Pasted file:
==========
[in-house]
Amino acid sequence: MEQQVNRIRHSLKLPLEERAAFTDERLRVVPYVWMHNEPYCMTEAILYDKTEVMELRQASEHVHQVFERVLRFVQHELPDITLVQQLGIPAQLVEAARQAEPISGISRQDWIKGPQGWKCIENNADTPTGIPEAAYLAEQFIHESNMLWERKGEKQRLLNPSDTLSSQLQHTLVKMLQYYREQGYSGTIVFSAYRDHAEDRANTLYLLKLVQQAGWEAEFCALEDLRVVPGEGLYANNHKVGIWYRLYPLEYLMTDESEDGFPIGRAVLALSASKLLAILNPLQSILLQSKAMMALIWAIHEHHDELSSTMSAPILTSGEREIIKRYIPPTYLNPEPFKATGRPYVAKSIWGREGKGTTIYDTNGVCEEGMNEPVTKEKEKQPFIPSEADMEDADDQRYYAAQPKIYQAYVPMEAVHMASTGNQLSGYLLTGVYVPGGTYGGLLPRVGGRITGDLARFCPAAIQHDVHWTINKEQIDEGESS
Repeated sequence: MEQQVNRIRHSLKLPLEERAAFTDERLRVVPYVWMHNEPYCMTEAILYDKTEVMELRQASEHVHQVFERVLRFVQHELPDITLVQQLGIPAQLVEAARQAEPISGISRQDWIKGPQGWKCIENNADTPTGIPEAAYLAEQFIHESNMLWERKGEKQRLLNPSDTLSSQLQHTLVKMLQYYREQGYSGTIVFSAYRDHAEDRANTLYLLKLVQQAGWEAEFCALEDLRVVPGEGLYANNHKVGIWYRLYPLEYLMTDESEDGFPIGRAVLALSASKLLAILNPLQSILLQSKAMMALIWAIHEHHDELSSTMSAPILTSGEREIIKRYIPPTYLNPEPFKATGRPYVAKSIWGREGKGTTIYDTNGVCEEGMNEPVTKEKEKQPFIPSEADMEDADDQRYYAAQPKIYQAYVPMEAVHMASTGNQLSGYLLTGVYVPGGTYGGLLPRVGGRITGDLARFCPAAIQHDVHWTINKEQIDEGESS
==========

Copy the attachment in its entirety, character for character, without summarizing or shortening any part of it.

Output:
[in-house]
Amino acid sequence: MEQQVNRIRHSLKLPLEERAAFTDERLRVVPYVWMHNEPYCMTEAILYDKTEVMELRQASEHVHQVFERVLRFVQHELPDITLVQQLGIPAQLVEAARQAEPISGISRQDWIKGPQGWKCIENNADTPTGIPEAAYLAEQFIHESNMLWERKGEKQRLLNPSDTLSSQLQHTLVKMLQYYREQGYSGTIVFSAYRDHAEDRANTLYLLKLVQQAGWEAEFCALEDLRVVPGEGLYANNHKVGIWYRLYPLEYLMTDESEDGFPIGRAVLALSASKLLAILNPLQSILLQSKAMMALIWAIHEHHDELSSTMSAPILTSGEREIIKRYIPPTYLNPEPFKATGRPYVAKSIWGREGKGTTIYDTNGVCEEGMNEPVTKEKEKQPFIPSEADMEDADDQRYYAAQPKIYQAYVPMEAVHMASTGNQLSGYLLTGVYVPGGTYGGLLPRVGGRITGDLARFCPAAIQHDVHWTINKEQIDEGESS
Repeated sequence: MEQQVNRIRHSLKLPLEERAAFTDERLRVVPYVWMHNEPYCMTEAILYDKTEVMELRQASEHVHQVFERVLRFVQHELPDITLVQQLGIPAQLVEAARQAEPISGISRQDWIKGPQGWKCIENNADTPTGIPEAAYLAEQFIHESNMLWERKGEKQRLLNPSDTLSSQLQHTLVKMLQYYREQGYSGTIVFSAYRDHAEDRANTLYLLKLVQQAGWEAEFCALEDLRVVPGEGLYANNHKVGIWYRLYPLEYLMTDESEDGFPIGRAVLALSASKLLAILNPLQSILLQSKAMMALIWAIHEHHDELSSTMSAPILTSGEREIIKRYIPPTYLNPEPFKATGRPYVAKSIWGREGKGTTIYDTNGVCEEGMNEPVTKEKEKQPFIPSEADMEDADDQRYYAAQPKIYQAYVPMEAVHMASTGNQLSGYLLTGVYVPGGTYGGLLPRVGGRITGDLARFCPAAIQHDVHWTINKEQIDEGESS